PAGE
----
Okay, that title is a lie. I'm only kind of sort of from the country.
And while I like my "country" roots, I definitely don't feel like they define me. I'm probably the furthest thing from a country girl as you can get. And I tend to stay amazed at certain "country" things.
For instance, one of my friends recently moved out to the country, about ten minutes from our school. In the three weeks that she's been there, she's had random(ish) neighbors show up to mow her lawn, bring over supper, and drop their kids off to play. Don't get me wrong. There is definitely something heartwarming about the simplistic, laid back atmosphere of the country.
And growing up, I am pleased to say that even I experienced and enjoyedmy fair share of
I have gotten a stick shift Jeep Wrangler stuck in the mud.
I have shot a shot gun.
I have watched a baby calf grow to a full grown horse. (I did not watch the baby calf be born. That is where I draw the line.)
I've gotten stuck behind more tractors, trailers, plows, etc. than I can count.
One time I even got stuck behind a herd of cows.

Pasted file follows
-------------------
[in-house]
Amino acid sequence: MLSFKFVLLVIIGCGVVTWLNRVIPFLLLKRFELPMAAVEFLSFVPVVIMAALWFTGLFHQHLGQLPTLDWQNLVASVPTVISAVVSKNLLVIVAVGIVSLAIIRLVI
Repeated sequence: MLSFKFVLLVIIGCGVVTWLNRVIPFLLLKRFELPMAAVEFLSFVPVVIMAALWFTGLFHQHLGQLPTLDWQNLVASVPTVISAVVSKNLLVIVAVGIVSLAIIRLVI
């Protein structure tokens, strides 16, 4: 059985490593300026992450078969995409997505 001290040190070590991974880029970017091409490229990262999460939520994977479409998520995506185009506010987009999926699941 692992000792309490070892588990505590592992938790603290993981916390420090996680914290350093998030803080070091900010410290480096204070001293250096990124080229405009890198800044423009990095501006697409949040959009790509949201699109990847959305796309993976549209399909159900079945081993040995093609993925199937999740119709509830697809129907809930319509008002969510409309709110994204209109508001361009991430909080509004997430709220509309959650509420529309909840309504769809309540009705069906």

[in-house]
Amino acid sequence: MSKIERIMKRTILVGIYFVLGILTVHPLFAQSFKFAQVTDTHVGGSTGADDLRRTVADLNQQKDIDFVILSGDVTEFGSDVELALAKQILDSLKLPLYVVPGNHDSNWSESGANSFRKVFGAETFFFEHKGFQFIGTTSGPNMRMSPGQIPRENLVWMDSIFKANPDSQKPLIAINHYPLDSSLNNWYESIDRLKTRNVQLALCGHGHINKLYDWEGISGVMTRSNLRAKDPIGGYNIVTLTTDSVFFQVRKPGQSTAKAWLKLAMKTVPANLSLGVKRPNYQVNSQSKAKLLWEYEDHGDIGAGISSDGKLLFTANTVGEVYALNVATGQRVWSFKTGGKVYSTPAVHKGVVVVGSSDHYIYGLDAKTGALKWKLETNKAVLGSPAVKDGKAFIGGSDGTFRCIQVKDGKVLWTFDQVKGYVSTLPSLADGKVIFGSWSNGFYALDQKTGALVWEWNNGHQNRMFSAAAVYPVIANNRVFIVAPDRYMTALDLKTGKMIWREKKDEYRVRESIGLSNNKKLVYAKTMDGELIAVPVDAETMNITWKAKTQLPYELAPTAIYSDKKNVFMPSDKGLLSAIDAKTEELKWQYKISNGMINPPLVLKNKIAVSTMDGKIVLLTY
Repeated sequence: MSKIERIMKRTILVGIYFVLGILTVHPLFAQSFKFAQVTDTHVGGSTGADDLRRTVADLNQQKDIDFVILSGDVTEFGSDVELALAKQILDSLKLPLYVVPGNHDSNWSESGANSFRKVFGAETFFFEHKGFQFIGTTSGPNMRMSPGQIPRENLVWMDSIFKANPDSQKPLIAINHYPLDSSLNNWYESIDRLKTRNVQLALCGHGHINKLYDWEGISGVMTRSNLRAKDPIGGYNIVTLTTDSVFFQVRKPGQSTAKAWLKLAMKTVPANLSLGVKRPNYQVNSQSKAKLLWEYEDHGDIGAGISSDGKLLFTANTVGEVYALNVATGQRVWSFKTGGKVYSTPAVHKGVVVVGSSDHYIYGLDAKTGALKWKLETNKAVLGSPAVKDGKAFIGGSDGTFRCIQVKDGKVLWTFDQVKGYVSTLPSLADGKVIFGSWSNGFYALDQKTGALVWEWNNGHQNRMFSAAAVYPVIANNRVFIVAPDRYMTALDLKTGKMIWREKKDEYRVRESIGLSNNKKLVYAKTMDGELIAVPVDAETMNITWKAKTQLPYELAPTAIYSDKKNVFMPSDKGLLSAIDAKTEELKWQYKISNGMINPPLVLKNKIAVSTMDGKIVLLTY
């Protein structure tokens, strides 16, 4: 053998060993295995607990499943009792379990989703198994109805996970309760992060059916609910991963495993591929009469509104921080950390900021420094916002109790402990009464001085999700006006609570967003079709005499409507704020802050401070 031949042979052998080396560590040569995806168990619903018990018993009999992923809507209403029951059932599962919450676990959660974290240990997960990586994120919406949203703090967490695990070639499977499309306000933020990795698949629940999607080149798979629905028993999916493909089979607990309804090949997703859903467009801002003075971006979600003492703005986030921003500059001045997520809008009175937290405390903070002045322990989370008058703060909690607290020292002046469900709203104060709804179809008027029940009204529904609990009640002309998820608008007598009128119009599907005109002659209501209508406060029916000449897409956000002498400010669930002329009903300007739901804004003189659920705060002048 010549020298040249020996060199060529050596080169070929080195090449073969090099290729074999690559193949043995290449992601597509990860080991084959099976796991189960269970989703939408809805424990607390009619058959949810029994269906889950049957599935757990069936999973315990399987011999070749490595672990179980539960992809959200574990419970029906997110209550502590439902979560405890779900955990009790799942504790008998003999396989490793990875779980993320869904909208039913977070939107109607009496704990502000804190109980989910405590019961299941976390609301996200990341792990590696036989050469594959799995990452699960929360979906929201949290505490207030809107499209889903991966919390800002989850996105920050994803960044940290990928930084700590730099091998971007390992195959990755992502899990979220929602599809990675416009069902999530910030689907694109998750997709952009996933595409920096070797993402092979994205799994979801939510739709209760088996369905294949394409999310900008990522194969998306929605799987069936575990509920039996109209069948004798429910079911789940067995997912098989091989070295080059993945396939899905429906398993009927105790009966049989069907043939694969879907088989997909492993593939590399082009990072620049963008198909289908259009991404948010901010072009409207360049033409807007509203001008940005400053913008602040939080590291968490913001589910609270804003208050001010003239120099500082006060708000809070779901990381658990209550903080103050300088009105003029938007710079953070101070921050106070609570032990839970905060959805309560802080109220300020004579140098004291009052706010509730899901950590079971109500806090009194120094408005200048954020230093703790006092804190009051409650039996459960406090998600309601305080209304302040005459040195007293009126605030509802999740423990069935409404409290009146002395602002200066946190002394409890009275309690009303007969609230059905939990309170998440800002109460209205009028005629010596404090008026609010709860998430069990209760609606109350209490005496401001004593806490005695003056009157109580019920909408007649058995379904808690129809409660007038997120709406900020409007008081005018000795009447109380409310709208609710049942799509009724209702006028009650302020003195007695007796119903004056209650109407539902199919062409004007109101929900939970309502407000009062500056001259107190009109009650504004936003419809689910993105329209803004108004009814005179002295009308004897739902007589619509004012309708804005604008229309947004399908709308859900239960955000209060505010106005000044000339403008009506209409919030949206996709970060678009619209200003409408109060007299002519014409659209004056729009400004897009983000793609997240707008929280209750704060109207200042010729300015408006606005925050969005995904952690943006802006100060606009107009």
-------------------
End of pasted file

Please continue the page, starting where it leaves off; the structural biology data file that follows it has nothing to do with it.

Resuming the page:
I have shucked corn.
I have run barefoot through a tobacco field. (Apparently being barefoot seems to be a common theme.)
I have set up "house" in an old abandoned barn, using center-blocks for tables and chairs.
I have a deer head hanging in my house.
I drive by cornfields and farms every day on my way to school....and on the way back home to my suburban house. Driving 30 minutes to the nearest grocery store, seeing neighbors riding 4-wheelers back and forth to each other's houses, and having a "land line" because you don't get cell service in your house will never be "normal" things for me. I do, however, feel so lucky to live in a place where I can experience these things - from a distance.
And for those of you whose hearts go pittah-pattah every time you see field full of hay-barrels, I definitely see the draw. The country is a pretty neat place.